- BA 2953: Also written by Limón in 2018, it aimed to prevent lenders from charging more than 36% on self-title loans, also known as pink slip loans, but failed to get enough votes to advance to the Senate.
- AB 2500: Drafted in 2018 by Assemblyman Ash Kalra, D-San Jose, the bill sought to cap interest rates at 36% for installment loans between $2,500 and $5,000. He died on the floor of the Assembly.
- SB 365: Drafted by Sen. Alan Lowenthal, D-Long Beach, in 2011, the bill proposed to create a payday loan database, but it also languished.
- SB 515: This 2014 bill by Sen. Hannah-Beth Jackson, D-Santa Barbara, sought to extend the minimum term of a payday loan and require lenders to offer installment plans, as well as develop a database and to cap loans at four per year per borrower. . He died in committee.
Limón said this year, like previous years, the billion-dollar loan industry has caught on. Both of her bills faced strong opposition at first, and she refused to make changes that would have appeased the industry.
But this year’s effort was “historic” in that it was the first time such bills had emerged from their original homes, she told CALmatters.
“We knew it was something that was going to push the envelope, but we felt it was important to introduce it,” Limón said. “As long as there is an issue, I think California will discuss it.”
Among those who voted against Limón’s AB 3010 was Assemblyman Kevin Kiley, a Republican from Roseville. After questioning the idea of limiting each person to just one payday loan, he said creating a database “seems like a big undertaking. There are privacy issues, apparently reliability issues, potential liability for the state.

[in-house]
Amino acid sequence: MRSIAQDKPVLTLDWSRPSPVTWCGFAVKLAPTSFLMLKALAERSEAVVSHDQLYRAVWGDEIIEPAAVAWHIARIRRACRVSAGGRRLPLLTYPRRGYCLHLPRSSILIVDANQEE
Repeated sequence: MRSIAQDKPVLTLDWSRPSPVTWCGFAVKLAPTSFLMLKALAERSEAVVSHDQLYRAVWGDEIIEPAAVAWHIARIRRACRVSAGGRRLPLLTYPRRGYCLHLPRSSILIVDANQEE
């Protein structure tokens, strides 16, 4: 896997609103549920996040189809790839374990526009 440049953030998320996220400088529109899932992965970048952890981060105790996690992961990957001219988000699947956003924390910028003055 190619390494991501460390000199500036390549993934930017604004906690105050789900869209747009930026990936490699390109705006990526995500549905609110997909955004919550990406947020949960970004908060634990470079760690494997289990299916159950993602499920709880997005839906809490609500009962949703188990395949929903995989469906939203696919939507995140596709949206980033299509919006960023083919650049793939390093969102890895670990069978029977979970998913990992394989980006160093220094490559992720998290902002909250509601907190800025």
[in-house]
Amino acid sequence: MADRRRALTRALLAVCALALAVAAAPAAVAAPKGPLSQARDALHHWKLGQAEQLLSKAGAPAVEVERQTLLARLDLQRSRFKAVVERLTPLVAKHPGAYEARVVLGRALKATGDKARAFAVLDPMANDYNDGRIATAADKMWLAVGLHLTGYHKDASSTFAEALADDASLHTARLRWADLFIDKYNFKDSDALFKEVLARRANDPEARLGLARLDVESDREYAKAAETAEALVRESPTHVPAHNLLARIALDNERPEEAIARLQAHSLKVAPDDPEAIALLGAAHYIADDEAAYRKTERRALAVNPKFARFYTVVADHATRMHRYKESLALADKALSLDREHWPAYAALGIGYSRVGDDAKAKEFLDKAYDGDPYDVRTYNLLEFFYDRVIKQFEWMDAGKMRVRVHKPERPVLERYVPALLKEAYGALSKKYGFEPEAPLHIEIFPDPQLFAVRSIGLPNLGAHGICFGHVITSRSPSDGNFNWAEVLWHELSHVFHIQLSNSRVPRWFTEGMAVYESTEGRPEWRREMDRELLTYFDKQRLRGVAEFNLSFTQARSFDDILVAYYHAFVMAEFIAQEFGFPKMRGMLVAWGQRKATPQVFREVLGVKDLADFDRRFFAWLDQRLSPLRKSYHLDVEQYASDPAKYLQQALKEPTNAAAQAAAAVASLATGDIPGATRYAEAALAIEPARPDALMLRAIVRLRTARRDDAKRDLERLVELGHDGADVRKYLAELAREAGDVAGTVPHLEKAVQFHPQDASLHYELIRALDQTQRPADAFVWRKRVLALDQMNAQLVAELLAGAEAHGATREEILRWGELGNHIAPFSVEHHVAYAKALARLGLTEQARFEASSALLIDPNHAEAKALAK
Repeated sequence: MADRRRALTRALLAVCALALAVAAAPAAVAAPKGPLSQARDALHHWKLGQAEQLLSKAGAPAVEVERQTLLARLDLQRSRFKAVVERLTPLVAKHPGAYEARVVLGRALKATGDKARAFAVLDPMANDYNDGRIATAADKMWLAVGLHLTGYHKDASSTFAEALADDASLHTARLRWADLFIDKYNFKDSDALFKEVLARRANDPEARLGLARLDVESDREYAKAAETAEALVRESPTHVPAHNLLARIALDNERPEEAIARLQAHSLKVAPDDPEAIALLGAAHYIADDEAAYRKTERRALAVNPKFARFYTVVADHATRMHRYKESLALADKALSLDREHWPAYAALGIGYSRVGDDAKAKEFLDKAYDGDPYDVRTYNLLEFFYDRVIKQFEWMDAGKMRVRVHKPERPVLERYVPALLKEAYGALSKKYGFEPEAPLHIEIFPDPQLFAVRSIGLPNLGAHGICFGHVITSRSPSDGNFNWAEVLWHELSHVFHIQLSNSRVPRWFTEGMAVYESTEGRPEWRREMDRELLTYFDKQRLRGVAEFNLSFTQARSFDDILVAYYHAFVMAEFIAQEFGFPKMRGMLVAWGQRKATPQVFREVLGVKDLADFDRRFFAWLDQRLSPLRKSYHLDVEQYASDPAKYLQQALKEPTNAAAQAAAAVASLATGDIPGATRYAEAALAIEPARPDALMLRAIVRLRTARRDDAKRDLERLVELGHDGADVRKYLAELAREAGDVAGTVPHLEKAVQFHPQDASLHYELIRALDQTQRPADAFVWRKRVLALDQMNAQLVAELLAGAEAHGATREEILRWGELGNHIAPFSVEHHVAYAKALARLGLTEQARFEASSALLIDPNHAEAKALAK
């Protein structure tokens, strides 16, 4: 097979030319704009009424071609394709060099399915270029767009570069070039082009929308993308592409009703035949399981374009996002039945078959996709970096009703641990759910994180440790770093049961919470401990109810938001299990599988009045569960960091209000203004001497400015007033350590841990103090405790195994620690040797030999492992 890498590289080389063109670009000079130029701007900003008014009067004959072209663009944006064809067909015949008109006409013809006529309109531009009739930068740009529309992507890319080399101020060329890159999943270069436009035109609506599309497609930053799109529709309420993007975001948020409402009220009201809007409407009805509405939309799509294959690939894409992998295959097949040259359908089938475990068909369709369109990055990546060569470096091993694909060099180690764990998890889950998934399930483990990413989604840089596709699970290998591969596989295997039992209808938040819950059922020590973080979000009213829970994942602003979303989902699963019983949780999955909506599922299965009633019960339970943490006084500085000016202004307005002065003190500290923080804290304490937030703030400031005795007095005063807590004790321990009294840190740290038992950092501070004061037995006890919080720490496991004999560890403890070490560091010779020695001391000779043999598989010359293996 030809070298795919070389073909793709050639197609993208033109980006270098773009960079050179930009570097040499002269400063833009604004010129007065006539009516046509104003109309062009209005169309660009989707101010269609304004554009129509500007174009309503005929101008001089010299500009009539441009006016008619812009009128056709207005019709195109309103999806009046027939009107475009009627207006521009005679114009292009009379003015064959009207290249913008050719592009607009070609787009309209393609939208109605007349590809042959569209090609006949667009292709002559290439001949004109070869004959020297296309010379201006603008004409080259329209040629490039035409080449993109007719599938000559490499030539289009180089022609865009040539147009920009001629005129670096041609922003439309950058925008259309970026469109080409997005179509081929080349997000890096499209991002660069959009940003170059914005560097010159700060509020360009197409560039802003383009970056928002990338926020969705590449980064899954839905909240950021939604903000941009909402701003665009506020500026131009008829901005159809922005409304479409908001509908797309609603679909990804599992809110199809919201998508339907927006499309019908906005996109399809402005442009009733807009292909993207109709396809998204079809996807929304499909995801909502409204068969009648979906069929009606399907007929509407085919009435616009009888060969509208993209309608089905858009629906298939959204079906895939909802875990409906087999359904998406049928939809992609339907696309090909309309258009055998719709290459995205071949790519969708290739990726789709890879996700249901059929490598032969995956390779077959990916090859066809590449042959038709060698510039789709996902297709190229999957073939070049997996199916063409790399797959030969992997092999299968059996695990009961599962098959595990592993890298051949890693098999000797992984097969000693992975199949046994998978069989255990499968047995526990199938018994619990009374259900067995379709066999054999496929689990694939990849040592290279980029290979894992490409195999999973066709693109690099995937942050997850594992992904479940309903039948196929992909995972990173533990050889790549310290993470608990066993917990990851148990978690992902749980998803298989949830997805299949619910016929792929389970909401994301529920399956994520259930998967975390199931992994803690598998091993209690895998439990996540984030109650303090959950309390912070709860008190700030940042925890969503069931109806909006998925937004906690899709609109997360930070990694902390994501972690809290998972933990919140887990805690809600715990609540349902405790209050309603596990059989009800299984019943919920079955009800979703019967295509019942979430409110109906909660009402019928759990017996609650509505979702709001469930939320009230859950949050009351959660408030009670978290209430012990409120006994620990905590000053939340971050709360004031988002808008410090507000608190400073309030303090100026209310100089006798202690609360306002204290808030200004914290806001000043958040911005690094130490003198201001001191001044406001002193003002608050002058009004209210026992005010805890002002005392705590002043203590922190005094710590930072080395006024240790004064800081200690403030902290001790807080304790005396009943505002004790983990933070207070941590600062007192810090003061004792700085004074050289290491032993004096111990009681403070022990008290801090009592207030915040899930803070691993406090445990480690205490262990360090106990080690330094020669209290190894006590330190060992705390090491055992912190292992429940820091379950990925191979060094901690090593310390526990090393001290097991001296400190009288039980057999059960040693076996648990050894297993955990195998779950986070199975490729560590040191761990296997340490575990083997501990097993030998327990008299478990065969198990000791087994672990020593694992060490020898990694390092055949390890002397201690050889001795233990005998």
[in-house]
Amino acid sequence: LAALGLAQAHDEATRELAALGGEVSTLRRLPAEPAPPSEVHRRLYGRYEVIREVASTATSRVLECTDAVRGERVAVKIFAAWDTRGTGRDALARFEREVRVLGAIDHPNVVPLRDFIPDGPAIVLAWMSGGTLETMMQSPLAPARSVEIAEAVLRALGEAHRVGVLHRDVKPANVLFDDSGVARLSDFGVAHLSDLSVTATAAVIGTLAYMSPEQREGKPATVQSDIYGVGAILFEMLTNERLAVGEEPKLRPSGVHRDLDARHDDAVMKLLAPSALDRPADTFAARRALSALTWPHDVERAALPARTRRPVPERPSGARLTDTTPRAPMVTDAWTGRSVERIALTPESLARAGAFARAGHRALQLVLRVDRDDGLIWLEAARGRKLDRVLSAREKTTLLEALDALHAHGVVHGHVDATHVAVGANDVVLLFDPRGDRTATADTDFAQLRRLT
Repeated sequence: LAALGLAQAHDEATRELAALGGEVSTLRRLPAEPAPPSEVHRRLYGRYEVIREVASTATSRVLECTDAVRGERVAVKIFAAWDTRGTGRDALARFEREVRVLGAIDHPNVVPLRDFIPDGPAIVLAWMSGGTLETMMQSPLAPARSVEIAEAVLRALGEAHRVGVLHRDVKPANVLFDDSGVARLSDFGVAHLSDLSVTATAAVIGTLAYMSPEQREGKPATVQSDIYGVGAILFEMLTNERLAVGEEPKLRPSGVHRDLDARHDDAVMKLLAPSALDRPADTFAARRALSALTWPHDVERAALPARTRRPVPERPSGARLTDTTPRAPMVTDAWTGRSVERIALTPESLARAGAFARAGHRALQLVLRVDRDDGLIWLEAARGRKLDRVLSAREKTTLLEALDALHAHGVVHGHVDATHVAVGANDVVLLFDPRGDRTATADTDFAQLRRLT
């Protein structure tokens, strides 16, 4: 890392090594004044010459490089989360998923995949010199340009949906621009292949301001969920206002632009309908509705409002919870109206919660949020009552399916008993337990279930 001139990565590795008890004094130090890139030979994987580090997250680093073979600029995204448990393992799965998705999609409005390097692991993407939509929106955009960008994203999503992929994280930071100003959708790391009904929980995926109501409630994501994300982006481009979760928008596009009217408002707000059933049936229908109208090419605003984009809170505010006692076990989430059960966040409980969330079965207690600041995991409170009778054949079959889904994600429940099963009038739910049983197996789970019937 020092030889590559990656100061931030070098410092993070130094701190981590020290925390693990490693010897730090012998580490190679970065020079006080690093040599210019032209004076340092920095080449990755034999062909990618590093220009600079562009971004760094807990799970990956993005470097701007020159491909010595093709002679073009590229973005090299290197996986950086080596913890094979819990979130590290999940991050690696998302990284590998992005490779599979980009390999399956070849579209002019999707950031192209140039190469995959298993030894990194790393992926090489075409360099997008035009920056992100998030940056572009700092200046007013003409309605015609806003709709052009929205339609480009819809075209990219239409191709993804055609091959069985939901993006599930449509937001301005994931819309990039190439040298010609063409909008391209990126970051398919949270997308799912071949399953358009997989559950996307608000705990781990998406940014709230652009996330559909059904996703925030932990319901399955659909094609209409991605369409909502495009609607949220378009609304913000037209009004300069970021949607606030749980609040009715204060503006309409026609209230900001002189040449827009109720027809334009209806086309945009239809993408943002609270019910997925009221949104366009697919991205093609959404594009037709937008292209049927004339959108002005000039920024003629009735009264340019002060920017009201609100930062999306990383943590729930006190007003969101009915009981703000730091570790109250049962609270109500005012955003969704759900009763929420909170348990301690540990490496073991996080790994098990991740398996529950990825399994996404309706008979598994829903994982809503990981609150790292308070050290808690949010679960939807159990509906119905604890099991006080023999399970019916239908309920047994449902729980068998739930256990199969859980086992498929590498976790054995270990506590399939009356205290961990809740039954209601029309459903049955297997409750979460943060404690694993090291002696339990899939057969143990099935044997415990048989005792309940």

Other states have taken stronger action in recent years to curb predatory lending. New York prohibits payday loans through criminal usury laws, which prohibit interest on loans of 25% or more. The Arkansas state constitution caps rates at 17%. Most other states that have a cap limit lenders to 36%.
“(California) needs to innovate in order to bring down prices for consumers,” said Nick Bourke, director of consumer credit at Pew Charitable Trusts, which has studied predatory lending nationwide.
“Conventional payday loans don’t help them when the problem comes back two weeks later. If credit is to be part of the solution, the only way is for it to be structured to be laddered at affordable rates. »